Stephen Bartkus is the curator of the Gunn Memorial Library and Museum in Washington, Connecticut. He is a professional archaeologist also employed with Archaeological Consulting Services in Guilford and has participated in numerous excavations throughout the Northeast. He is the former curator of the Watertown Historical Society and currently serves on their board of directors. He is also on the board of the Connecticut League of History Organizations.
Grace Brady is the first executive director of Ireland’s Great Hunger Museum at Quinnipiac University. Most recently, Brady co-edited “Famine Folios” with Niamh O’Sullivan, curator of Ireland’s Great Hunger Museum (IGHM). Before joining Quinnipiac University, Brady was assistant secretary to the Board of Trustees and general manager at The Metropolitan Museum of Art in New York City. Brady received her M.A. in visual arts administration from New York University and holds a B.A in speech communications/theatre arts from the University of Richmond.
Jessica Jenkins is the curator of collections at the Litchfield Historical Society. She holds a B.A. in history and a M.A. in public history. Outside of her role at LHS Ms. Jenkins is also involved with the greater heritage community in Connecticut and serves on the board of the Connecticut League of History Organizations. Jenkins has a special interest in late 19th–and early 20th–century American history. Her article “Marching Shoulder to Shoulder: New Life in the Connecticut Woman Suffrage Movement” was published in the Fall 2011 issue of the journal Connecticut History.
Margaret Lynch-Brennan is an independent scholar and author. She began her career as a classroom teacher and as an administrator with the New York State Education Department working on issues related to civil rights, school improvement, and professional development for teachers. She earned a Ph.D. in american history from the University at Albany, State University of New York. She published essays in three books and has presented at conferences in the United States, Germany, Australia and Ireland. Her book, The Irish Bridget: Irish Immigrant Women in Domestic Service in America, 1840-1930, was published by Syracuse University Press in 2009 and was reprinted in 2014.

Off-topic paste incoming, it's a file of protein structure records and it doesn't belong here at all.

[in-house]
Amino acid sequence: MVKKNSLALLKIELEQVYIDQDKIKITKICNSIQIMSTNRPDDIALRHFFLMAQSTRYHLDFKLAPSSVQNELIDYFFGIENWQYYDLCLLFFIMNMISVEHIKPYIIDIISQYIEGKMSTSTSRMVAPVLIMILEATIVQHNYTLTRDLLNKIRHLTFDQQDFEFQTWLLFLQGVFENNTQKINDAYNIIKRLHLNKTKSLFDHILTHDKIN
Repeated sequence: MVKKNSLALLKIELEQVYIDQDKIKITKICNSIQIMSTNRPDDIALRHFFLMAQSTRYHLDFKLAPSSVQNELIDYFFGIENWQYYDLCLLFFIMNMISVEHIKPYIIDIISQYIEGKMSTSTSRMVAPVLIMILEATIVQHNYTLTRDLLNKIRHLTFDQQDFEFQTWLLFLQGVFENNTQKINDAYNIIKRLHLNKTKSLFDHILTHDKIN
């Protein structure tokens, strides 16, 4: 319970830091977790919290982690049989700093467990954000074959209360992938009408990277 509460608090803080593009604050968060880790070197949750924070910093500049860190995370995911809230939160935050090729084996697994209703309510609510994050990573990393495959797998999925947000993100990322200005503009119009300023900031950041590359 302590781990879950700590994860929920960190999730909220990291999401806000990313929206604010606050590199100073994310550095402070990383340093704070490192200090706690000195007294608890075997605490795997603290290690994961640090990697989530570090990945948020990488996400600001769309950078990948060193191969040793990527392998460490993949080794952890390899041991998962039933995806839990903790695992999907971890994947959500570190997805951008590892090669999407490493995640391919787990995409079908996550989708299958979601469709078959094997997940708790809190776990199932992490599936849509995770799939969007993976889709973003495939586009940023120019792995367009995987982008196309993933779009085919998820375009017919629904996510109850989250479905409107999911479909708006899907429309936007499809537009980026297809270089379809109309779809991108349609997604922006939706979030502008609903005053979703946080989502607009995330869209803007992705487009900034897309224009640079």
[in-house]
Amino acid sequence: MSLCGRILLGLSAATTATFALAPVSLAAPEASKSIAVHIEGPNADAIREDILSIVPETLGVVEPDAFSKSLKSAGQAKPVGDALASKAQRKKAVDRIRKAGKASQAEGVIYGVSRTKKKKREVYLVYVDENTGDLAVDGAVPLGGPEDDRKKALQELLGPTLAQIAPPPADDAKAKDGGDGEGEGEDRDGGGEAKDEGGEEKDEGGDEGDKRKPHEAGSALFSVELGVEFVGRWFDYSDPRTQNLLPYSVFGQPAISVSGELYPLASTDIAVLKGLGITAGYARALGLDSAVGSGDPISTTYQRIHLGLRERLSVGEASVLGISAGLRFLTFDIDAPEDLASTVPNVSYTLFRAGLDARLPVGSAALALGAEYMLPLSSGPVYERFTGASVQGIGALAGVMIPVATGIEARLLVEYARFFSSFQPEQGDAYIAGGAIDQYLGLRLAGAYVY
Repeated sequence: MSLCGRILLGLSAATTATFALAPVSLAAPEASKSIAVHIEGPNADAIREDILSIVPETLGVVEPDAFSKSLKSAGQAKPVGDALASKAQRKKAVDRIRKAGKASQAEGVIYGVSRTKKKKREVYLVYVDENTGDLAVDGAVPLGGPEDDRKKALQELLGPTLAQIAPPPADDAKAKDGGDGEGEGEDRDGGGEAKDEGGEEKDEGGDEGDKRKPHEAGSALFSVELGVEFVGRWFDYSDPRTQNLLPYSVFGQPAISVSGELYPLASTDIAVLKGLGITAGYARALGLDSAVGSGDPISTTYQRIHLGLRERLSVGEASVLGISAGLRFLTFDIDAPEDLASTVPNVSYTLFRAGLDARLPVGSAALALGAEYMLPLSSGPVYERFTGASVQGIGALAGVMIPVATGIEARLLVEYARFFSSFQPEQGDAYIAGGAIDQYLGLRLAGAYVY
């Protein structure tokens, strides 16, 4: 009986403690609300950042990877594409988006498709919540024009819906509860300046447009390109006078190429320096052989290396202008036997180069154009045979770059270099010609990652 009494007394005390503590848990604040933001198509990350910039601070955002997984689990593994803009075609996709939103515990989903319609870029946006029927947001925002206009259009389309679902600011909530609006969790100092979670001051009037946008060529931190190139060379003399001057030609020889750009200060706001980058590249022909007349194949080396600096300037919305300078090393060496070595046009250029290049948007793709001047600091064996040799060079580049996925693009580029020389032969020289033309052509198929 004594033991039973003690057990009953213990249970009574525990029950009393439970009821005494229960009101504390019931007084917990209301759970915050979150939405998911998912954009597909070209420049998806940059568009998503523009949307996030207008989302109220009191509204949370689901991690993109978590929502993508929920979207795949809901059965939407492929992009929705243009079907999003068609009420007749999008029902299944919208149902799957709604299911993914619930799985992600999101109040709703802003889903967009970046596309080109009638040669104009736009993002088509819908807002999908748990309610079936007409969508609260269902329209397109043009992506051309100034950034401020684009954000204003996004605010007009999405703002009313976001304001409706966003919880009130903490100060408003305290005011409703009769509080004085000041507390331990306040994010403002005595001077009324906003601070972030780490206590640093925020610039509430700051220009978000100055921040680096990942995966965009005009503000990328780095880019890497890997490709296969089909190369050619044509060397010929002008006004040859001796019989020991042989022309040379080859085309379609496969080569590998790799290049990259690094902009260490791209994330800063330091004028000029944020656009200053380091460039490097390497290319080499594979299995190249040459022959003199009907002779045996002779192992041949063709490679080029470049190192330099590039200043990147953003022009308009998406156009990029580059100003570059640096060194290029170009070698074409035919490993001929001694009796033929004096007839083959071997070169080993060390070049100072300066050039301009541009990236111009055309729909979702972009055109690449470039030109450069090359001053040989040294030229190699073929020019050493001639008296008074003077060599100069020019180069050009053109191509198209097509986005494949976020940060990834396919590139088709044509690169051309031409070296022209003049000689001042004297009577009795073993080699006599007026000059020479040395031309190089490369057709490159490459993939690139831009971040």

Lynne Brickley received her Ed.D. in history of education from the Harvard Graduate School of Education in 1985. She has served as a historical consultant for various exhibits and publications for the Litchfield Historical Society, the New Haven Colony Historical Society, the Connecticut Junior Republic, the Montgomery County Historical Society, and others. Lynne Brickely also served as an editor for publications in the Harvard Educational Review and has given numerous presentations on historical topics for the Litchfield Garden Club, Antiquarian and Landmarks Society, the Litchfield Women’s Forum, and the Litchfield Historical Society, among others.
Please register for this program by May 11. If notice of cancellation is given prior to May 11, the participant(s) will receive a full refund. No refunds will be given after May 11. Please call the Historical Society at (860) 567-4501 with any questions!
To register, please print out the registration form and mail it with a check addressed to the Litchfield Historical Society, P.O. Box 385, Litchfield, CT 06759. If you prefer to pay by credit card, you may register online, print and mail the form, fax it to 860-567-4501, or e-mail it to Megan Olver.